Yuka Yoneda

Helios Rehab Sanctuary is a Solar Powered Healing Tower

by , 04/05/11
filed under: Architecture, Solar Power

Helios Rehab Sanctuary, solar power, green design, green architecture, eco architecture, eco design, sustainable design, team cls, cls, darren chan, emily lau, jonas sin,

The Helios Rehab Sanctuary is an ethereal rehabilitating tower where occupants are nursed back to health through clean, peaceful living. Designed by Team CLS, headed by award winning UK architect Darren Chan, along with Emily Lau and Jonas Sin, the building features a “hexa-skin” and pod shells that incorporate air pollution cleansing panels which also reflect light onto Solyndra solar rod arrays. The Solyndras capture direct, diffused and reflected sunlight across 360-degree photovoltaic surfaces and generate power for the healing tower.

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5 Comments

  1. lazyreader April 8, 2011 at 8:12 am

    I’ve read eVolo’s article on the tower, so essentially it’s an apartment complex with pretty plants in it. I love how the meditation room and the psychiatric ward look alike, I always thought new age stuff was crazy. And who’s gonna live in these ivory towers??? Famous actors with drug problems, famous singers with drug problems, famous writers with……………………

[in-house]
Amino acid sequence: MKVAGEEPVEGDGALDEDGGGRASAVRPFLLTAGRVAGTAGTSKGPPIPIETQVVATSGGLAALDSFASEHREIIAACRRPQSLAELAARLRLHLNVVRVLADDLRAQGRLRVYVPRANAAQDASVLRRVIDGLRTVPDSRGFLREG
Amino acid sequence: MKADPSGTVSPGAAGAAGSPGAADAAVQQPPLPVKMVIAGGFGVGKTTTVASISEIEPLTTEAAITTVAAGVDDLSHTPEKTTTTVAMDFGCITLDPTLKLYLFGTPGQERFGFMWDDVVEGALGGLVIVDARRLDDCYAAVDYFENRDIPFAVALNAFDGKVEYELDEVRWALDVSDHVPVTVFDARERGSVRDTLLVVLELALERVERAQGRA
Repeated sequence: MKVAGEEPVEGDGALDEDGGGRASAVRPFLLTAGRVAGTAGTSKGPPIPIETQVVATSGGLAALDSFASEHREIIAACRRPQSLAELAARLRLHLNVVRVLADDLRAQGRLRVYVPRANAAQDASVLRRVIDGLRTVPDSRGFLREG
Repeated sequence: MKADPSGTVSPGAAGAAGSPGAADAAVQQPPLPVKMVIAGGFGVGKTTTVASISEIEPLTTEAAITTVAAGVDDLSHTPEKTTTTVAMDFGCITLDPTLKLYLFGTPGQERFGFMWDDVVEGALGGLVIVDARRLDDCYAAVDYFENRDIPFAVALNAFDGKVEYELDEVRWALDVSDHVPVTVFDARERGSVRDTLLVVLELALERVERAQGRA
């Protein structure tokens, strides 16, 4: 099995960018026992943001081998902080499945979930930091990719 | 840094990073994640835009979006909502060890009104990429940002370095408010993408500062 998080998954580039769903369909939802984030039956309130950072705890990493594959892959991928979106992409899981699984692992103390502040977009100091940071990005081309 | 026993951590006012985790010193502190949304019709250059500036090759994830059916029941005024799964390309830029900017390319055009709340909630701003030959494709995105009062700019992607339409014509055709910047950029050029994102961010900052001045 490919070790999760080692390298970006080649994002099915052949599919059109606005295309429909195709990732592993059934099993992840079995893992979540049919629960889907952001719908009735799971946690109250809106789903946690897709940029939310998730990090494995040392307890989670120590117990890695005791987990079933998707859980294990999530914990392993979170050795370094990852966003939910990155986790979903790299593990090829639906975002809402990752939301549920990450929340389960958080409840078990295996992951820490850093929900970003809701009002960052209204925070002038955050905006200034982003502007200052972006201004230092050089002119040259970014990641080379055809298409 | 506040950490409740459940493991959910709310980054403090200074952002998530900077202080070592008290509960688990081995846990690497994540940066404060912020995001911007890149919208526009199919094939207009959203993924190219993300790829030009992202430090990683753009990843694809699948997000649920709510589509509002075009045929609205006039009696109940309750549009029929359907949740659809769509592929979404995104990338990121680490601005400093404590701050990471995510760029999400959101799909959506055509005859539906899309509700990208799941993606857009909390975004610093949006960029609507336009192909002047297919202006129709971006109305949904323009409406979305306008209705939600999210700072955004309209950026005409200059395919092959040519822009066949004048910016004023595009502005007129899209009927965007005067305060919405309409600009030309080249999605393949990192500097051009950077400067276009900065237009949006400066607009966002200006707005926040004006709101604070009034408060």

………………….drug problems.

  2. lazyreader April 7, 2011 at 8:28 am

    That doesn’t answer my question. I’m not talking about the architecture (which looks like a blueberry tampon) I ask more politely how the healing takes place and as to what practices are performed???

    Is peer reviewed scientific medicine and research taking place or is it some crazy praying, reflexology, yoga, acupunture, dancing, crystal sucking, vortex suckin’ new age shit.

  3. architect0000 April 6, 2011 at 12:35 pm

    Fantastic work here. I saw this project around and, as a researcher in the field specializing in Solar Energy generation, I really dig this concept of introducing new ways to integrate solar generators closer to the living environment. Nice one

  4. KenShuttleworth April 6, 2011 at 12:21 pm

    @lazy reader, the brief explanation here in this article is surely not a good representation of the actual thinking behind such inspiring work. Your comments seem harsh and full of negative presumption. I on the other hand have found more information about this project on other sites and am truly impressed with the concept. The direction of the brief is interesting tackling issues of “rehab trends” that affect modern society today, and also the innovative use of solar generating technology.
    True to form, it seems the creative minds involved have produced more dazzling works before and I genuinely look forward to more. Keep up the great work!

  5. lazyreader April 6, 2011 at 8:00 am

    How exactly does this place heal???? Built in the dense and expensive San Francisco area real estate, this place is probably just another Betty Ford center.

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